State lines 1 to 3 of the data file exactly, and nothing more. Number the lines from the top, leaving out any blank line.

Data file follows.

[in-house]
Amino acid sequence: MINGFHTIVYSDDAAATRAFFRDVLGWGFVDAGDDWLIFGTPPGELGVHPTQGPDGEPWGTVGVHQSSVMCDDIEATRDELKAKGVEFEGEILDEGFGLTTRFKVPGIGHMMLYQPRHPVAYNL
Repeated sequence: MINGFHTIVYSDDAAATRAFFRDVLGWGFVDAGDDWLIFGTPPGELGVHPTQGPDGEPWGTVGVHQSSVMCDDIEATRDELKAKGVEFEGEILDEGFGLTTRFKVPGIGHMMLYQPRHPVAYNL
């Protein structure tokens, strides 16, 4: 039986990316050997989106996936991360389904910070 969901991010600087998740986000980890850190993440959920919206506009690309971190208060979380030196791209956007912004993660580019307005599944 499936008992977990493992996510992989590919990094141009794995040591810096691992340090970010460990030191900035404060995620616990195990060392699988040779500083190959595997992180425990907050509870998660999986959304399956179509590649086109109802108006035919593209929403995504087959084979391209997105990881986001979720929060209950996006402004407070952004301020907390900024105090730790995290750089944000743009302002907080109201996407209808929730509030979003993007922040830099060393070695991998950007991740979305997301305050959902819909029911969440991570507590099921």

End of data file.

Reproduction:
[in-house]
Amino acid sequence: MINGFHTIVYSDDAAATRAFFRDVLGWGFVDAGDDWLIFGTPPGELGVHPTQGPDGEPWGTVGVHQSSVMCDDIEATRDELKAKGVEFEGEILDEGFGLTTRFKVPGIGHMMLYQPRHPVAYNL
Repeated sequence: MINGFHTIVYSDDAAATRAFFRDVLGWGFVDAGDDWLIFGTPPGELGVHPTQGPDGEPWGTVGVHQSSVMCDDIEATRDELKAKGVEFEGEILDEGFGLTTRFKVPGIGHMMLYQPRHPVAYNL